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Pop-up Menus

The javax.swing package defines a class, JPopupMenu, that represents a menu that you can pop up at any position within a component, but conventionally you display it at the current mouse cursor position when a particular mouse button is pressed. There are two constructors in the PopupMenu class: one to which you pass a String object that defines a name for the menu, and a default constructor that defines a menu without a name. If you specify a name for a pop-up menu with a statement such as,

generalPopup = new PopupMenu("General");

the name is primarily for identification purposes and is not always displayed when the menu is popped up: it depends on your environment. Under Windows for instance it doesn't appear. This is different from a menu on a menu bar where the string you pass to the constructor is what appears on the menu bar.

Let's add a pop-up menu to the SketchFrame class by adding a data member of type JPopupMenu:

private JPopupMenu popup = new JPopupMenu("General");       // Window pop-up

To populate a pop-up menu with menu items, you add JMenuItem objects or Action objects by passing each of them to the add() method for the JPopupMenu object. You can also pass a String object to add(), which will create a JMenuItem object and add it to the pop-up. A reference to the menu item object is always returned by the various overloaded add() methods. Handling the events for the menu items is an identical process to that for regular menu items, and Action objects handle their own events as we have seen.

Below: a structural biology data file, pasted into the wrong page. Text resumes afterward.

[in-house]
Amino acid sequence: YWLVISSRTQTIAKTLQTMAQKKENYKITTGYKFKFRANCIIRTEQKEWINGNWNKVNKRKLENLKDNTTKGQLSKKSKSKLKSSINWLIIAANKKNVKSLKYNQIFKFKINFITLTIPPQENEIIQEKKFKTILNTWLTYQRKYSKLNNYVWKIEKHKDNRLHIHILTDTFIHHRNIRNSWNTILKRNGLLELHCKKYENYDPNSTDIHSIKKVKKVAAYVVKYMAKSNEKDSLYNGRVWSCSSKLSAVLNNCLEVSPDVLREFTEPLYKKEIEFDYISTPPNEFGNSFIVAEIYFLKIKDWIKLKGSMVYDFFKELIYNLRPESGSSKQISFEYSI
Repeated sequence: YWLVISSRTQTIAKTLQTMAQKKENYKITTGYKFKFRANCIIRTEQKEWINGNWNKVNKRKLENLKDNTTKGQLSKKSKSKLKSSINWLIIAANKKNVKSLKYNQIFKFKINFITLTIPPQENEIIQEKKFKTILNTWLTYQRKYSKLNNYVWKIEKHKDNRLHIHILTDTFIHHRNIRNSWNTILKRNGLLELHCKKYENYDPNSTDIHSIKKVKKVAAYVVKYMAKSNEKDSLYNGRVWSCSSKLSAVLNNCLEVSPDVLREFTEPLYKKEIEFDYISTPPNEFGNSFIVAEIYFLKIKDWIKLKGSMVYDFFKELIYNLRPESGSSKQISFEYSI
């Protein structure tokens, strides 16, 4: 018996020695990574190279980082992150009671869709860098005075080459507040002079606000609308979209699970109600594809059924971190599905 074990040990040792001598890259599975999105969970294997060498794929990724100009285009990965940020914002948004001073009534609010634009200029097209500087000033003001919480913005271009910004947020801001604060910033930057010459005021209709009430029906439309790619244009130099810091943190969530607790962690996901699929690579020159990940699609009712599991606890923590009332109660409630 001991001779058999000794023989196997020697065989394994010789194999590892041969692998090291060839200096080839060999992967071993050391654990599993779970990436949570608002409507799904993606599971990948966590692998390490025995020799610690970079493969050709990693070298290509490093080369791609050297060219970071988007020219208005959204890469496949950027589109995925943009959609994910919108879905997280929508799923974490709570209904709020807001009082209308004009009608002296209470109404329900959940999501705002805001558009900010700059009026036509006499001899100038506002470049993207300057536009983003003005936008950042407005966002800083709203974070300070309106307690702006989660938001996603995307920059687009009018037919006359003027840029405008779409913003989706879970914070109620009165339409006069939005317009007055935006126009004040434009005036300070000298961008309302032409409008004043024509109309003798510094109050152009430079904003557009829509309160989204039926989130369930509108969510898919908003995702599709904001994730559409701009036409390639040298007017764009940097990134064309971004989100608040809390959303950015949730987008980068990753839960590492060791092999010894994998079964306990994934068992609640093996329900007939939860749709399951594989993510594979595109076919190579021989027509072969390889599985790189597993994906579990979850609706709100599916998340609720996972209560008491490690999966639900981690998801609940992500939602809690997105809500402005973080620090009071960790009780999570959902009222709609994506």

We will now add menu items to the pop-up we created above by adding the following code to the class constructor:

// Create pop-up menu


This adds the element menu items to the pop-up. We could also add the font choice menu item but you can't add a JMenuItem object to two different menus. You could either create an Action object that would pop up the font dialog, or you could add a different menu item to the pop-up that did the same thing when it was clicked.

Displaying a Pop-up Menu

You can display a pop-up within the coordinate system of any component, by calling the show()method for the JPopupMenu object. The method requires three arguments to be specified, a reference to the component that is the context for the pop-up, and the x and y coordinates where the menu is to be displayed, relative to the origin of the parent. For example:, xCoord, yCoord);

This displays the pop-up at position (xCoord, yCoord) in the coordinate system for the component, view.